It was now near to ten o'clock, and, having dined hastily, I passed through the courtyard on my way to the Hôtel Scribe. There I saw, to my surprise, that the ill-visaged Italian—for so I judged he was—still loitered about the place; but again appeared to avoid scrutiny. This second appearance of his seemed to me—I knew not why—as the shaping of a story from the air; but I had no courage then to speak to him, and I walked on down the boulevard, perceiving as I went that flambeaus already lighted the great Opera House, and that the canaille were preparing for the riot. When at last I came to the hotel, and sent up my card, the answer was that Monsieur Barré had just left, and was not expected to return until the next morning.
How completely this answer undid my purpose I could never set down. The man was my only possible hope. In the haste of my conclusions I had never found time to remember that I might not catch him; that every flaneur was hither and thither like a will-o'-the-wisp on such a night. In vain I asked, nay, implored, for information—they could give me none; and when further importunity was plainly a farce, I had no alternative but to go to the Rue Boissière, in the ultimate hope that Barré's destination was there, and that he had called upon his fiancée before the hour of the appointment. But upon this I was determined, that until I had found him Mademoiselle Bernier should not wear the bracelet, though I stood at her side from that hour to midnight.
My first attempt culminating unfruitfully, I quitted the passage of the hotel, being still bent upon the journey to the Rue Boissière, and was again upon the pavement before the café, when I saw the Italian for the third time. He stood upon the very edge of the curbstone, undisguisedly waiting for me, so that upon a sudden impulse, which had wisdom in it, I walked over to him, and this time he did not turn away.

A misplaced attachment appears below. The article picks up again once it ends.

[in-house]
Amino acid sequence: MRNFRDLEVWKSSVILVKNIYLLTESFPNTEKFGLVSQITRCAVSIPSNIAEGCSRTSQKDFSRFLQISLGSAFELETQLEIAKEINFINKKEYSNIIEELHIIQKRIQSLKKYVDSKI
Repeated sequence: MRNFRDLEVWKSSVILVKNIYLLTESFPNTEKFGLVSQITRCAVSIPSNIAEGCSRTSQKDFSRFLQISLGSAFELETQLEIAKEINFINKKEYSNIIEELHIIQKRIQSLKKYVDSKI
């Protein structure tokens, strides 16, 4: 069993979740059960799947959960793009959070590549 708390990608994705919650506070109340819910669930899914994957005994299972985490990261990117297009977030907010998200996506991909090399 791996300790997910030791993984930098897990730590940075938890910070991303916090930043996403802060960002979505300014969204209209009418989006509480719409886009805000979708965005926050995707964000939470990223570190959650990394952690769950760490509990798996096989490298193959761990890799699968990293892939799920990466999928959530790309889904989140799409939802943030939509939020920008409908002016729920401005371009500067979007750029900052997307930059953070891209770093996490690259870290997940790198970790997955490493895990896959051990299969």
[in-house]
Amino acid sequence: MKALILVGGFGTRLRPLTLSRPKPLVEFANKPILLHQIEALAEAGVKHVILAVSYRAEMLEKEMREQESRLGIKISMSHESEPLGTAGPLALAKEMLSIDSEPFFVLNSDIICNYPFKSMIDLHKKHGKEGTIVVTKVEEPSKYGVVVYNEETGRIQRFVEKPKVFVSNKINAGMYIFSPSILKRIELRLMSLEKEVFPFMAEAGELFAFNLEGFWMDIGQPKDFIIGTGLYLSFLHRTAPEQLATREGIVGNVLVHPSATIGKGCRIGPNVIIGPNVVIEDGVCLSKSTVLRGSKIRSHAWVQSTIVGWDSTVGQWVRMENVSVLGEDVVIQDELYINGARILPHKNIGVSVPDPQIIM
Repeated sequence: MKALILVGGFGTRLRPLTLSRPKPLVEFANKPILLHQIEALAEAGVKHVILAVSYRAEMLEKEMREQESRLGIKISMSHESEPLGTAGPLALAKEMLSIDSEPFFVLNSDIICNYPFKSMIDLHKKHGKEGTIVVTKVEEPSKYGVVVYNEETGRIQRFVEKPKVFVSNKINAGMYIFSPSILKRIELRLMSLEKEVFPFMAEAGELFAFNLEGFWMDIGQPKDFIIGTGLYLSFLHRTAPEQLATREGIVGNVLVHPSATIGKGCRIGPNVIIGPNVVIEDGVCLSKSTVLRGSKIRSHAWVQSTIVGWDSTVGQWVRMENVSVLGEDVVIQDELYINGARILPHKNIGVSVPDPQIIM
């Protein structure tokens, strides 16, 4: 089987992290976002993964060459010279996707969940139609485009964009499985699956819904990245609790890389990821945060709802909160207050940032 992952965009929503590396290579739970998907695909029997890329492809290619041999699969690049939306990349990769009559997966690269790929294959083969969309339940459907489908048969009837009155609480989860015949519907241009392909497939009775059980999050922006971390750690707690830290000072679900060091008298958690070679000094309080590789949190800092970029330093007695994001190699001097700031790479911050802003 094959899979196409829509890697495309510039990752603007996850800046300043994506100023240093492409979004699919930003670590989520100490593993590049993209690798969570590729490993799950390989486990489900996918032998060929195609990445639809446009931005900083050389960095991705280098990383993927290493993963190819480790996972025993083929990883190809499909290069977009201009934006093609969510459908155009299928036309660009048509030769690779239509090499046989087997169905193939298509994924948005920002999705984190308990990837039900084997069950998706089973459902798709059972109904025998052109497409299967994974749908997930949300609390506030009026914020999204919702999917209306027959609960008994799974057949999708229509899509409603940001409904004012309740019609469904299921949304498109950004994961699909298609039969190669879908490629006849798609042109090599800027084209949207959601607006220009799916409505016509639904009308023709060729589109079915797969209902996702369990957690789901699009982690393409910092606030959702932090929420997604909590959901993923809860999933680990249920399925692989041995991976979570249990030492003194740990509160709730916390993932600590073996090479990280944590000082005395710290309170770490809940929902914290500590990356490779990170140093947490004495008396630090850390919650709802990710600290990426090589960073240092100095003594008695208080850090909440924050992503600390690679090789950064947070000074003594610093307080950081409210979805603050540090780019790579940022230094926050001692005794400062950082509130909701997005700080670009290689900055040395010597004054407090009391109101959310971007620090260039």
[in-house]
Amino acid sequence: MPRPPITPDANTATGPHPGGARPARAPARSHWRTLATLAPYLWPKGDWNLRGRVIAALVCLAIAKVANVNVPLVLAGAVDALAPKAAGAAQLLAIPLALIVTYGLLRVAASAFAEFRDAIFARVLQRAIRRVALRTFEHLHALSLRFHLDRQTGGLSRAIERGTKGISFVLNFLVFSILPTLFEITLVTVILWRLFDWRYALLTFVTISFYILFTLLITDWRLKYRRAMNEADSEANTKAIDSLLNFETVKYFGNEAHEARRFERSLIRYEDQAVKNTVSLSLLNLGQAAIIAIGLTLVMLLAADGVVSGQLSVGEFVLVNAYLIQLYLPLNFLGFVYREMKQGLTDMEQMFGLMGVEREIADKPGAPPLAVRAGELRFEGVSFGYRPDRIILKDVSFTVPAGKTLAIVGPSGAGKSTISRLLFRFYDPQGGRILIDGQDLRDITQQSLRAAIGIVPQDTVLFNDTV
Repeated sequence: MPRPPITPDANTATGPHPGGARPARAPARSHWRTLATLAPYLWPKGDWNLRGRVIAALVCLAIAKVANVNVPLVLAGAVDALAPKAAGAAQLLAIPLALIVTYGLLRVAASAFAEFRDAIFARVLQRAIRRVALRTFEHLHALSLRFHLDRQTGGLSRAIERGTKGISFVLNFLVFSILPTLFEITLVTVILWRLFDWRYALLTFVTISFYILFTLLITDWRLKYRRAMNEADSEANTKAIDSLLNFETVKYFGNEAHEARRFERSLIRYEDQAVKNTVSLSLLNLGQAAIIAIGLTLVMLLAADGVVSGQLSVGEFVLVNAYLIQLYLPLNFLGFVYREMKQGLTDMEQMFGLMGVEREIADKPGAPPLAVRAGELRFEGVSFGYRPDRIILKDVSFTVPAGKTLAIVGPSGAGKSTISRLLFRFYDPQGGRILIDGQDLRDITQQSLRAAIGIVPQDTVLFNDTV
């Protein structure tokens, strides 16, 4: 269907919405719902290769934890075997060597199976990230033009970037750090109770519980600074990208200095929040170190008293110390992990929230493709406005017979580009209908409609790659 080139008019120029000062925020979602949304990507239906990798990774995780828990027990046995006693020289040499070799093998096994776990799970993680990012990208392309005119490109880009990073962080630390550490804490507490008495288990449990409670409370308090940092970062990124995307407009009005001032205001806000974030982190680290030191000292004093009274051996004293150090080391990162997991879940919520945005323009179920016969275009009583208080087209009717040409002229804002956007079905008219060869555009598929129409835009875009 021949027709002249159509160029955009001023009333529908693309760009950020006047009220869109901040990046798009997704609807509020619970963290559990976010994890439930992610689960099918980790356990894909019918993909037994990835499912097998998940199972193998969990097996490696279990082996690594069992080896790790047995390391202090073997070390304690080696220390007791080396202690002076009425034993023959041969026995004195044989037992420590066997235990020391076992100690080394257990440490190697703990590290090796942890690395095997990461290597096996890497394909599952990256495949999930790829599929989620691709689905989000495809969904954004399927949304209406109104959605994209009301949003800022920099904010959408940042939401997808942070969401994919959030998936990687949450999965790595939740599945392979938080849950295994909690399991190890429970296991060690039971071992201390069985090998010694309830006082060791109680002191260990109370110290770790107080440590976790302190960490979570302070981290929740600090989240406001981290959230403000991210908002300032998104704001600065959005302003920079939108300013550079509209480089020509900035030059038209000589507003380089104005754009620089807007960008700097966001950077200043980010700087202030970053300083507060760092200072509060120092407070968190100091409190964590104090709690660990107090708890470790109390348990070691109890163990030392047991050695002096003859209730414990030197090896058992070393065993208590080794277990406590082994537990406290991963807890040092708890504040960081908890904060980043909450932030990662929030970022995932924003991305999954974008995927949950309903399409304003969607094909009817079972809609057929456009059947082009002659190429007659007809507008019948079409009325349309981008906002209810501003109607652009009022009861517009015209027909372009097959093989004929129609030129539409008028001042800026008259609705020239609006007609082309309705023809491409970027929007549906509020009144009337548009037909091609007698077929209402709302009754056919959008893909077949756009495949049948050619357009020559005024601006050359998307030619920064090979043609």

"Forgive the question," said I, in my miserable French, "but you are betraying an interest in my movements which is unusual; in fact, you have followed me from my hotel, I think?"
"Exactly," he replied, having even less of the tongue than I had, though I make no attempt to reproduce the vagaries of his idiom. "I followed you here, as you say——"
"For what purpose, may I ask?"
"To warn you!"
"To warn me!"
"Certainly, since you carry in your pocket the topaz bracelet."
"Oh," said I, taken aback at his false conclusion, "it is that, is it? I am much obliged to you, but I don't happen to possess such a thing."
"Mon Dieu!" said he; "then she did not sell it to you?"
"She certainly did not!"
"And she will wear it at the ball to-night?"
"Mother of God! she is a dead woman then."
It is often possible to tell from the chord of voice a man strikes in conversation whether he be friend or enemy. I knew from the sympathetic note in this earnest exclamation that I had to do with one who wished well to Mademoiselle Bernier; but the very sorrow of the words struck me chill with fear. It was plain that I must shape a bold course if I would learn the whole moment of the mystery, and observing that the stranger was a man of much shabbiness and undoubted poverty—if that might be judged by his dress—I played the only possible card at once.
"Look here," said I, "this is no time for words like this. Come into the café with me, and I will pay you fifty pounds for what you know. It shall be worth a hundred if you convince me that you have done a substantial kindness to Mademoiselle Bernier."
He looked at his watch before he made answer. Then he said,—
"The offer is a fair one, but I do not seek your money. We have two hours in which to save her, but before I go with you, you shall swear to me that anything I may tell you will never be used against me here or in any other country."
"Of course," said I; "you don't think I am a policeman, do you? I have no other interest but that of the lady."
"Nor I," said he; and he followed me into the café, but the place was so intolerably full that I bade him come with me to a little wine-shop in the Rue Lafayette, and there we found a vacant table, and I ordered his absinthe and a glass of coffee for myself. Scarcely, however, had he lighted his cigarette before he began to talk of the matter we had come upon.